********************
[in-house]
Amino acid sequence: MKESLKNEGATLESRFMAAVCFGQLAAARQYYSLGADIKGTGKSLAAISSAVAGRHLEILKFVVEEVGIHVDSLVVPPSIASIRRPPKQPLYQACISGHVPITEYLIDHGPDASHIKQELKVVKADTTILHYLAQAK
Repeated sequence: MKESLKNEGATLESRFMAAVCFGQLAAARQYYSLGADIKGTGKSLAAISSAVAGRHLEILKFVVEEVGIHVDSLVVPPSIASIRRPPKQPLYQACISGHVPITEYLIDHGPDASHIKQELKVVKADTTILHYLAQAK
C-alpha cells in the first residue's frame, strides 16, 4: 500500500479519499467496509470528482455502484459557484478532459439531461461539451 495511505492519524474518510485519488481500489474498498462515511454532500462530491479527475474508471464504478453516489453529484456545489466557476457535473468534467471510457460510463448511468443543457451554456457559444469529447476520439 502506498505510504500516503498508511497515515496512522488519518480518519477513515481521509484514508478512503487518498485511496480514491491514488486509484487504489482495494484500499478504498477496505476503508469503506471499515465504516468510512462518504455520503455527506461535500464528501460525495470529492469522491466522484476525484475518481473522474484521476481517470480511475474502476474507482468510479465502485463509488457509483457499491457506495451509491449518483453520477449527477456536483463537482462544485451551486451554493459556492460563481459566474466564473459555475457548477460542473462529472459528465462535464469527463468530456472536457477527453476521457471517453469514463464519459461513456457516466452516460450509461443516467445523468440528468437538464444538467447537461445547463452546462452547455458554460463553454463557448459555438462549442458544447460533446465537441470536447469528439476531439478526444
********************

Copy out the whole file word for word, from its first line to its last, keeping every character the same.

[in-house]
Amino acid sequence: MKESLKNEGATLESRFMAAVCFGQLAAARQYYSLGADIKGTGKSLAAISSAVAGRHLEILKFVVEEVGIHVDSLVVPPSIASIRRPPKQPLYQACISGHVPITEYLIDHGPDASHIKQELKVVKADTTILHYLAQAK
Repeated sequence: MKESLKNEGATLESRFMAAVCFGQLAAARQYYSLGADIKGTGKSLAAISSAVAGRHLEILKFVVEEVGIHVDSLVVPPSIASIRRPPKQPLYQACISGHVPITEYLIDHGPDASHIKQELKVVKADTTILHYLAQAK
C-alpha cells in the first residue's frame, strides 16, 4: 500500500479519499467496509470528482455502484459557484478532459439531461461539451 495511505492519524474518510485519488481500489474498498462515511454532500462530491479527475474508471464504478453516489453529484456545489466557476457535473468534467471510457460510463448511468443543457451554456457559444469529447476520439 502506498505510504500516503498508511497515515496512522488519518480518519477513515481521509484514508478512503487518498485511496480514491491514488486509484487504489482495494484500499478504498477496505476503508469503506471499515465504516468510512462518504455520503455527506461535500464528501460525495470529492469522491466522484476525484475518481473522474484521476481517470480511475474502476474507482468510479465502485463509488457509483457499491457506495451509491449518483453520477449527477456536483463537482462544485451551486451554493459556492460563481459566474466564473459555475457548477460542473462529472459528465462535464469527463468530456472536457477527453476521457471517453469514463464519459461513456457516466452516460450509461443516467445523468440528468437538464444538467447537461445547463452546462452547455458554460463553454463557448459555438462549442458544447460533446465537441470536447469528439476531439478526444